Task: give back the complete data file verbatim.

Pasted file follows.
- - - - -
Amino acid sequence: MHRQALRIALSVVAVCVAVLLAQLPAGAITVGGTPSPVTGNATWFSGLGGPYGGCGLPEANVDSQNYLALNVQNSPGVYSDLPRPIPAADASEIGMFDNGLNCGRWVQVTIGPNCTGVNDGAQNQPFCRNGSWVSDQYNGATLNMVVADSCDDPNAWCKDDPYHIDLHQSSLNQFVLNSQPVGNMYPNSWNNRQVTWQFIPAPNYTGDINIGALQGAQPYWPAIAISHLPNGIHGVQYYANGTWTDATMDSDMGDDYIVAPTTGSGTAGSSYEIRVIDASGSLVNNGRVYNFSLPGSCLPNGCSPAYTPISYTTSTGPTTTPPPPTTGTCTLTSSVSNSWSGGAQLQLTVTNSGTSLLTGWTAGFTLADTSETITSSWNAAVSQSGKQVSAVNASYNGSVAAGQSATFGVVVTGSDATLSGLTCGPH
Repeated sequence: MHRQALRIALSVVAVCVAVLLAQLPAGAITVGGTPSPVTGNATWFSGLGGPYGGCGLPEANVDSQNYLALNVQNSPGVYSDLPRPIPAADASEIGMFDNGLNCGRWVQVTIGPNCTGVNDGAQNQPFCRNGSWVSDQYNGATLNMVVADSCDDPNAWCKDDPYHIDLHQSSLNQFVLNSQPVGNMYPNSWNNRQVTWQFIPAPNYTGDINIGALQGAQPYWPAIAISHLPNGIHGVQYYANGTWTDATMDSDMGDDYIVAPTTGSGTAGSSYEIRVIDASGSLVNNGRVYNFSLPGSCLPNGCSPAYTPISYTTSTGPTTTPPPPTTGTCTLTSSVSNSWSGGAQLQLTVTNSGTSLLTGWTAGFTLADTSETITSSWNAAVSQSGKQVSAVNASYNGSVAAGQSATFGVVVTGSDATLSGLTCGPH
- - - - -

Amino acid sequence: MHRQALRIALSVVAVCVAVLLAQLPAGAITVGGTPSPVTGNATWFSGLGGPYGGCGLPEANVDSQNYLALNVQNSPGVYSDLPRPIPAADASEIGMFDNGLNCGRWVQVTIGPNCTGVNDGAQNQPFCRNGSWVSDQYNGATLNMVVADSCDDPNAWCKDDPYHIDLHQSSLNQFVLNSQPVGNMYPNSWNNRQVTWQFIPAPNYTGDINIGALQGAQPYWPAIAISHLPNGIHGVQYYANGTWTDATMDSDMGDDYIVAPTTGSGTAGSSYEIRVIDASGSLVNNGRVYNFSLPGSCLPNGCSPAYTPISYTTSTGPTTTPPPPTTGTCTLTSSVSNSWSGGAQLQLTVTNSGTSLLTGWTAGFTLADTSETITSSWNAAVSQSGKQVSAVNASYNGSVAAGQSATFGVVVTGSDATLSGLTCGPH
Repeated sequence: MHRQALRIALSVVAVCVAVLLAQLPAGAITVGGTPSPVTGNATWFSGLGGPYGGCGLPEANVDSQNYLALNVQNSPGVYSDLPRPIPAADASEIGMFDNGLNCGRWVQVTIGPNCTGVNDGAQNQPFCRNGSWVSDQYNGATLNMVVADSCDDPNAWCKDDPYHIDLHQSSLNQFVLNSQPVGNMYPNSWNNRQVTWQFIPAPNYTGDINIGALQGAQPYWPAIAISHLPNGIHGVQYYANGTWTDATMDSDMGDDYIVAPTTGSGTAGSSYEIRVIDASGSLVNNGRVYNFSLPGSCLPNGCSPAYTPISYTTSTGPTTTPPPPTTGTCTLTSSVSNSWSGGAQLQLTVTNSGTSLLTGWTAGFTLADTSETITSSWNAAVSQSGKQVSAVNASYNGSVAAGQSATFGVVVTGSDATLSGLTCGPH